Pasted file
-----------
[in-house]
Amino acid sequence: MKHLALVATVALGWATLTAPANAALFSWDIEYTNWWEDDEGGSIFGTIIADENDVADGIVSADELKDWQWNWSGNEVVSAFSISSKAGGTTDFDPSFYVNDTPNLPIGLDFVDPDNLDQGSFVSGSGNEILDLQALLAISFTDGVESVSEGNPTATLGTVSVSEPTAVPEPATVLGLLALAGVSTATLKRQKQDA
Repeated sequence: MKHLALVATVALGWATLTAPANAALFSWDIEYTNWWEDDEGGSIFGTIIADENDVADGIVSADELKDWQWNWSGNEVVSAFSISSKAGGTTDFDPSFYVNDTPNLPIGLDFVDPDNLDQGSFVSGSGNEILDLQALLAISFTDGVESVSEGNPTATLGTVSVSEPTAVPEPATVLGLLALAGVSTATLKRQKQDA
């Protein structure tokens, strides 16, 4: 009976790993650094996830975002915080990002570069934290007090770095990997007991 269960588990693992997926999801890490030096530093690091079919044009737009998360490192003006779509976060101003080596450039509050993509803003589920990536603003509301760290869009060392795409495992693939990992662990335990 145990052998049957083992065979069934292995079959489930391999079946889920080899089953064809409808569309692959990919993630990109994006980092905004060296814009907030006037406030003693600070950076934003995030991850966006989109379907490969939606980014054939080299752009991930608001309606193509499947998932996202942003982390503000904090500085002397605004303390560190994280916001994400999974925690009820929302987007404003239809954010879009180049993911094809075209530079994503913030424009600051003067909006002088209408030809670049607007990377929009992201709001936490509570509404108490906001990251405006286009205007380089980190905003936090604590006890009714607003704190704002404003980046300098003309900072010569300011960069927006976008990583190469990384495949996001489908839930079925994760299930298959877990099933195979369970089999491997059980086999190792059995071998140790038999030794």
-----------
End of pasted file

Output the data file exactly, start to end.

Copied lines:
[in-house]
Amino acid sequence: MKHLALVATVALGWATLTAPANAALFSWDIEYTNWWEDDEGGSIFGTIIADENDVADGIVSADELKDWQWNWSGNEVVSAFSISSKAGGTTDFDPSFYVNDTPNLPIGLDFVDPDNLDQGSFVSGSGNEILDLQALLAISFTDGVESVSEGNPTATLGTVSVSEPTAVPEPATVLGLLALAGVSTATLKRQKQDA
Repeated sequence: MKHLALVATVALGWATLTAPANAALFSWDIEYTNWWEDDEGGSIFGTIIADENDVADGIVSADELKDWQWNWSGNEVVSAFSISSKAGGTTDFDPSFYVNDTPNLPIGLDFVDPDNLDQGSFVSGSGNEILDLQALLAISFTDGVESVSEGNPTATLGTVSVSEPTAVPEPATVLGLLALAGVSTATLKRQKQDA
């Protein structure tokens, strides 16, 4: 009976790993650094996830975002915080990002570069934290007090770095990997007991 269960588990693992997926999801890490030096530093690091079919044009737009998360490192003006779509976060101003080596450039509050993509803003589920990536603003509301760290869009060392795409495992693939990992662990335990 145990052998049957083992065979069934292995079959489930391999079946889920080899089953064809409808569309692959990919993630990109994006980092905004060296814009907030006037406030003693600070950076934003995030991850966006989109379907490969939606980014054939080299752009991930608001309606193509499947998932996202942003982390503000904090500085002397605004303390560190994280916001994400999974925690009820929302987007404003239809954010879009180049993911094809075209530079994503913030424009600051003067909006002088209408030809670049607007990377929009992201709001936490509570509404108490906001990251405006286009205007380089980190905003936090604590006890009714607003704190704002404003980046300098003309900072010569300011960069927006976008990583190469990384495949996001489908839930079925994760299930298959877990099933195979369970089999491997059980086999190792059995071998140790038999030794």